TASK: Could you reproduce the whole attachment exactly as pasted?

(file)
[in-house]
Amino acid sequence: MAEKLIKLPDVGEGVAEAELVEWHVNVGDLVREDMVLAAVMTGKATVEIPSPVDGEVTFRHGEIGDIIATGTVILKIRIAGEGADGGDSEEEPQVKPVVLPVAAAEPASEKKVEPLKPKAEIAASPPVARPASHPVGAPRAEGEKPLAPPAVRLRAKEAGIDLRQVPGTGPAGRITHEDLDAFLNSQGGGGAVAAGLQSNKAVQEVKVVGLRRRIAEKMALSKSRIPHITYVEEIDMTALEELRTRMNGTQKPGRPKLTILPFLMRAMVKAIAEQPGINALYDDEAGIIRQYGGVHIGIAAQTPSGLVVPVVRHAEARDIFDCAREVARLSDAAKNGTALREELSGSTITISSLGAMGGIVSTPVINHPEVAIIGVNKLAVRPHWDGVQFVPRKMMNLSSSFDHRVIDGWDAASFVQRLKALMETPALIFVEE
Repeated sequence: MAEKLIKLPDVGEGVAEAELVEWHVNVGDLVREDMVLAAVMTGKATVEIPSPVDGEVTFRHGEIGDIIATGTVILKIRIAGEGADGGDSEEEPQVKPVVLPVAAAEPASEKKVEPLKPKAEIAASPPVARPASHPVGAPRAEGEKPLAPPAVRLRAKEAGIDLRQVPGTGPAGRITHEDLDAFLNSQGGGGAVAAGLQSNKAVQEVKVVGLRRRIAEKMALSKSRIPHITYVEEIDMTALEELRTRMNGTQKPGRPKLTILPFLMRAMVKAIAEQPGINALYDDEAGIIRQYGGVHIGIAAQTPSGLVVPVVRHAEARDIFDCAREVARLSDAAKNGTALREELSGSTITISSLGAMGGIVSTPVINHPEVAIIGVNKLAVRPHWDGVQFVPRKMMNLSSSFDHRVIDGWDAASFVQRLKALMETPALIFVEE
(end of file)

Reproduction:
[in-house]
Amino acid sequence: MAEKLIKLPDVGEGVAEAELVEWHVNVGDLVREDMVLAAVMTGKATVEIPSPVDGEVTFRHGEIGDIIATGTVILKIRIAGEGADGGDSEEEPQVKPVVLPVAAAEPASEKKVEPLKPKAEIAASPPVARPASHPVGAPRAEGEKPLAPPAVRLRAKEAGIDLRQVPGTGPAGRITHEDLDAFLNSQGGGGAVAAGLQSNKAVQEVKVVGLRRRIAEKMALSKSRIPHITYVEEIDMTALEELRTRMNGTQKPGRPKLTILPFLMRAMVKAIAEQPGINALYDDEAGIIRQYGGVHIGIAAQTPSGLVVPVVRHAEARDIFDCAREVARLSDAAKNGTALREELSGSTITISSLGAMGGIVSTPVINHPEVAIIGVNKLAVRPHWDGVQFVPRKMMNLSSSFDHRVIDGWDAASFVQRLKALMETPALIFVEE
Repeated sequence: MAEKLIKLPDVGEGVAEAELVEWHVNVGDLVREDMVLAAVMTGKATVEIPSPVDGEVTFRHGEIGDIIATGTVILKIRIAGEGADGGDSEEEPQVKPVVLPVAAAEPASEKKVEPLKPKAEIAASPPVARPASHPVGAPRAEGEKPLAPPAVRLRAKEAGIDLRQVPGTGPAGRITHEDLDAFLNSQGGGGAVAAGLQSNKAVQEVKVVGLRRRIAEKMALSKSRIPHITYVEEIDMTALEELRTRMNGTQKPGRPKLTILPFLMRAMVKAIAEQPGINALYDDEAGIIRQYGGVHIGIAAQTPSGLVVPVVRHAEARDIFDCAREVARLSDAAKNGTALREELSGSTITISSLGAMGGIVSTPVINHPEVAIIGVNKLAVRPHWDGVQFVPRKMMNLSSSFDHRVIDGWDAASFVQRLKALMETPALIFVEE